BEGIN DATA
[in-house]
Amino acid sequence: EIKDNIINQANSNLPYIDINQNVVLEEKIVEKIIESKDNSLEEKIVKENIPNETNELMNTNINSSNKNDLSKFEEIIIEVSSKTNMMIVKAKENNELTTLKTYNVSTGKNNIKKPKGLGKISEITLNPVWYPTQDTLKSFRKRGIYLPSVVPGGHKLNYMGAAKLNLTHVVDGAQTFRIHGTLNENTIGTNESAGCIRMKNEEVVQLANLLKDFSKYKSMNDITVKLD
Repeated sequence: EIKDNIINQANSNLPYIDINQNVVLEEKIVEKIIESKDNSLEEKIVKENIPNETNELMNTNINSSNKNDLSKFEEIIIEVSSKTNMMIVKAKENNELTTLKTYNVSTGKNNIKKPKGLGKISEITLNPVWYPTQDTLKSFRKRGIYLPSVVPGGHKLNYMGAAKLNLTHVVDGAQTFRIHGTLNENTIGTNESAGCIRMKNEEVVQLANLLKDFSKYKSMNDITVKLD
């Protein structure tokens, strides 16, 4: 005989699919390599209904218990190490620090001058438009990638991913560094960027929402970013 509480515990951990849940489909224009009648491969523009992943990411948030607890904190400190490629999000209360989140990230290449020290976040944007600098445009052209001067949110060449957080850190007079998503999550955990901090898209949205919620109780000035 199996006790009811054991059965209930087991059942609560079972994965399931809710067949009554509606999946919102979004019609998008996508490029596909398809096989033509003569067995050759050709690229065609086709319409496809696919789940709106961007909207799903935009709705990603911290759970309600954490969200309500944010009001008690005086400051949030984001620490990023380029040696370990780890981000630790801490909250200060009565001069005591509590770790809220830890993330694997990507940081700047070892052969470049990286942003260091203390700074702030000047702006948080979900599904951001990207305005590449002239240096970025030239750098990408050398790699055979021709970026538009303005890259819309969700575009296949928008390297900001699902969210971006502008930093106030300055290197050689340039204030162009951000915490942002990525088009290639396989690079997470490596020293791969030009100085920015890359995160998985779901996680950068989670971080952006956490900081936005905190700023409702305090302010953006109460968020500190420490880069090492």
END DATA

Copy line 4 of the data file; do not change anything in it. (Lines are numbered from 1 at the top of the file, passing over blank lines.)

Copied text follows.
């Protein structure tokens, strides 16, 4: 005989699919390599209904218990190490620090001058438009990638991913560094960027929402970013 509480515990951990849940489909224009009648491969523009992943990411948030607890904190400190490629999000209360989140990230290449020290976040944007600098445009052209001067949110060449957080850190007079998503999550955990901090898209949205919620109780000035 199996006790009811054991059965209930087991059942609560079972994965399931809710067949009554509606999946919102979004019609998008996508490029596909398809096989033509003569067995050759050709690229065609086709319409496809696919789940709106961007909207799903935009709705990603911290759970309600954490969200309500944010009001008690005086400051949030984001620490990023380029040696370990780890981000630790801490909250200060009565001069005591509590770790809220830890993330694997990507940081700047070892052969470049990286942003260091203390700074702030000047702006948080979900599904951001990207305005590449002239240096970025030239750098990408050398790699055979021709970026538009303005890259819309969700575009296949928008390297900001699902969210971006502008930093106030300055290197050689340039204030162009951000915490942002990525088009290639396989690079997470490596020293791969030009100085920015890359995160998985779901996680950068989670971080952006956490900081936005905190700023409702305090302010953006109460968020500190420490880069090492």